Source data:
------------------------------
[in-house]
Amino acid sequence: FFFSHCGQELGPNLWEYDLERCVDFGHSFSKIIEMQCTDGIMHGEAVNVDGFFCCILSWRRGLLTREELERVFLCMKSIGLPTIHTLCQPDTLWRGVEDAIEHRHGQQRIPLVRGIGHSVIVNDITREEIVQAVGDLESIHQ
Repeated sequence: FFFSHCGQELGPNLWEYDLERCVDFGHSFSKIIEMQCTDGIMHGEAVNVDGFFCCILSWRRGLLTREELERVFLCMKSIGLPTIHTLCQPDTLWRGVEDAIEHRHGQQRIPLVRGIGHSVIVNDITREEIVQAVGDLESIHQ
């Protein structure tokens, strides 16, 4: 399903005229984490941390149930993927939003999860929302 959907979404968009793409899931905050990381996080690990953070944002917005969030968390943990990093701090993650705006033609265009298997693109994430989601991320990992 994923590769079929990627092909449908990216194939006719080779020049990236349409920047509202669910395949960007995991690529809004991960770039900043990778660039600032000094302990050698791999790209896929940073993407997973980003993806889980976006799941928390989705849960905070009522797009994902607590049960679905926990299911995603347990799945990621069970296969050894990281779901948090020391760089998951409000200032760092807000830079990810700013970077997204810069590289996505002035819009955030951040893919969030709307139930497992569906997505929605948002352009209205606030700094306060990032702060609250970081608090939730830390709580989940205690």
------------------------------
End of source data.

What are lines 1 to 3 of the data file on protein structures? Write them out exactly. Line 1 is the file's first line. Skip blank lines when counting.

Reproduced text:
[in-house]
Amino acid sequence: FFFSHCGQELGPNLWEYDLERCVDFGHSFSKIIEMQCTDGIMHGEAVNVDGFFCCILSWRRGLLTREELERVFLCMKSIGLPTIHTLCQPDTLWRGVEDAIEHRHGQQRIPLVRGIGHSVIVNDITREEIVQAVGDLESIHQ
Repeated sequence: FFFSHCGQELGPNLWEYDLERCVDFGHSFSKIIEMQCTDGIMHGEAVNVDGFFCCILSWRRGLLTREELERVFLCMKSIGLPTIHTLCQPDTLWRGVEDAIEHRHGQQRIPLVRGIGHSVIVNDITREEIVQAVGDLESIHQ